LANDMARKS EVALUATION WITH USE OF QR-CODE FOR POSITIONING INDOOR ENVIRONMENT

Amanda Pereira Antunes Luciene Stamato Delazari About the authors

Abstract:

People tend to lose their sense of direction in closed environments and the role of indoor maps is to assist the user in navigating in these spaces, through understanding the environment, identifying reference points or positioning. Among the several forms of achieving positioning in indoor environments, this research used the method based on image recognition through identification of QR-Code labels, because of their low cost, easy implementation, and because their accuracy is not affected by the environment. As such, this article presents the use of QR-Code markers affixed to possible reference points to determine user positioning in an indoor environment using a mobile device. This study seeks to discover which are the most appropriate sites for placing QR-Codes in an environment, by evaluating what reference points and what type thereof are most used in indoor environments. This study is therefore based on the hypothesis that if initial positioning is obtained only through reference points this is sufficient for users to orient themselves. Through analysis of the results obtained from navigation tasks done by users we were able to obtain data regarding elements most cited as references. The results show that people orient themselves in distinct ways in the same environment and use as their main reference points structural elements of the environment such as stairways, lifts, and decision-making points; in general structural reference points were those most used to support orientation and navigation.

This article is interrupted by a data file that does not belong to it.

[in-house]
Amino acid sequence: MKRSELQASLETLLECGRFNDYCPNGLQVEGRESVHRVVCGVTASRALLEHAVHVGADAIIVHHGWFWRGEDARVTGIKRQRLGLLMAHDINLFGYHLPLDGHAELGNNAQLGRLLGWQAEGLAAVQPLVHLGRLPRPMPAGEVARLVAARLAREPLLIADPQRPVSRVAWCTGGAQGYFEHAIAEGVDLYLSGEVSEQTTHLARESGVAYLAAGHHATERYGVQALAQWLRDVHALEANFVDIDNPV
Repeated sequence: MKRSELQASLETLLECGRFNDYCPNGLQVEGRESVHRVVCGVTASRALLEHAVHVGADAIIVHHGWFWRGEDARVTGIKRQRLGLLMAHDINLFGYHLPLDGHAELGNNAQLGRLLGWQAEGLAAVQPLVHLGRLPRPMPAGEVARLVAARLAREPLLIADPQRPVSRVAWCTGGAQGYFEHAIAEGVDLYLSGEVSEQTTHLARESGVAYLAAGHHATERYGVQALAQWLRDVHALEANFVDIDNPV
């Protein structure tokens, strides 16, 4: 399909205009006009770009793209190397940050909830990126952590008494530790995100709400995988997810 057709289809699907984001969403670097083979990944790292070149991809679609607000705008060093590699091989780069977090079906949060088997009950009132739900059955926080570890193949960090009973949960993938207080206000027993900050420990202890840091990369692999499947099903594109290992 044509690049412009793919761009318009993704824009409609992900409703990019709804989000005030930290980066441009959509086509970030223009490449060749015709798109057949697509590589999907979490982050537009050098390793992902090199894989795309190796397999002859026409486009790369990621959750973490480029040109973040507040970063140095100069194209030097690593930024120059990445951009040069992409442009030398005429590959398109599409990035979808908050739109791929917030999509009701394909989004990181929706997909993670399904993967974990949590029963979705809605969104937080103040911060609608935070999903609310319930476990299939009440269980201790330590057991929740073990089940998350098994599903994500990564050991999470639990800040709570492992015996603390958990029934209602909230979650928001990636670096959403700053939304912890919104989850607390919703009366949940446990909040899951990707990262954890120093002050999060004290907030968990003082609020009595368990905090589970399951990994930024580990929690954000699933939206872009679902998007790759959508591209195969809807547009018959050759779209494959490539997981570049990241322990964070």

Keywords:
Reference points; QR-Code; indoor environment

1. Introduction

Increasingly, navigation systems intended for indoor spaces are being used thanks to progress with mobile computing and communication via internet. Greater public use of spatial information generates new applications, boosts the demand for indoor representations and tools to use them (Zlatanova et al. 2013Zlatanova, S., Sithole, G., Nakagawa, M. and Zhu, Q. 2013. Problems In Indoor Mapping and Modelling. ISPRS - International Archives of the Photogrammetry, Remote Sensing and Spatial Information Sciences, Cape Town, South Africa, pp. 63-68.).